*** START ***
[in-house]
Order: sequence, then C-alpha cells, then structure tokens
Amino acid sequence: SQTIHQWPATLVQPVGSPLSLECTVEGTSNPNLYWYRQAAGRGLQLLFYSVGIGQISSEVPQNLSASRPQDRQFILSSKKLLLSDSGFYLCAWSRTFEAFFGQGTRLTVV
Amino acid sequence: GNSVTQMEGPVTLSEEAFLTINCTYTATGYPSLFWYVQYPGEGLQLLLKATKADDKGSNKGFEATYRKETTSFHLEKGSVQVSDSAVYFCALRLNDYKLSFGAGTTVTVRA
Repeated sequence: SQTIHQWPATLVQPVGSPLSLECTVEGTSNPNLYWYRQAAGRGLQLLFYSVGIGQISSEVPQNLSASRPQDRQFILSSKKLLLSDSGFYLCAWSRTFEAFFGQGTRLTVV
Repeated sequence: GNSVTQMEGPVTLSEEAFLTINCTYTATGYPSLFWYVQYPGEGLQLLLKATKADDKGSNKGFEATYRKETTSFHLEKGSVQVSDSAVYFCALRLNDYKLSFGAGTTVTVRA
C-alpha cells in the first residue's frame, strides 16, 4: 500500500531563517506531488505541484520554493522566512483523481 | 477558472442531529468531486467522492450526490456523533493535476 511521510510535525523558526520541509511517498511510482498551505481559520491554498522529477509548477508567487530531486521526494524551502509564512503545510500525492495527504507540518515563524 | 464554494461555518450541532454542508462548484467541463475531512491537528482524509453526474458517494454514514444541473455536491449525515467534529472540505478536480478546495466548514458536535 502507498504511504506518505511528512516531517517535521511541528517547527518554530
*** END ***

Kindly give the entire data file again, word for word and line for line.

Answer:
[in-house]
Order: sequence, then C-alpha cells, then structure tokens
Amino acid sequence: SQTIHQWPATLVQPVGSPLSLECTVEGTSNPNLYWYRQAAGRGLQLLFYSVGIGQISSEVPQNLSASRPQDRQFILSSKKLLLSDSGFYLCAWSRTFEAFFGQGTRLTVV
Amino acid sequence: GNSVTQMEGPVTLSEEAFLTINCTYTATGYPSLFWYVQYPGEGLQLLLKATKADDKGSNKGFEATYRKETTSFHLEKGSVQVSDSAVYFCALRLNDYKLSFGAGTTVTVRA
Repeated sequence: SQTIHQWPATLVQPVGSPLSLECTVEGTSNPNLYWYRQAAGRGLQLLFYSVGIGQISSEVPQNLSASRPQDRQFILSSKKLLLSDSGFYLCAWSRTFEAFFGQGTRLTVV
Repeated sequence: GNSVTQMEGPVTLSEEAFLTINCTYTATGYPSLFWYVQYPGEGLQLLLKATKADDKGSNKGFEATYRKETTSFHLEKGSVQVSDSAVYFCALRLNDYKLSFGAGTTVTVRA
C-alpha cells in the first residue's frame, strides 16, 4: 500500500531563517506531488505541484520554493522566512483523481 | 477558472442531529468531486467522492450526490456523533493535476 511521510510535525523558526520541509511517498511510482498551505481559520491554498522529477509548477508567487530531486521526494524551502509564512503545510500525492495527504507540518515563524 | 464554494461555518450541532454542508462548484467541463475531512491537528482524509453526474458517494454514514444541473455536491449525515467534529472540505478536480478546495466548514458536535 502507498504511504506518505511528512516531517517535521511541528517547527518554530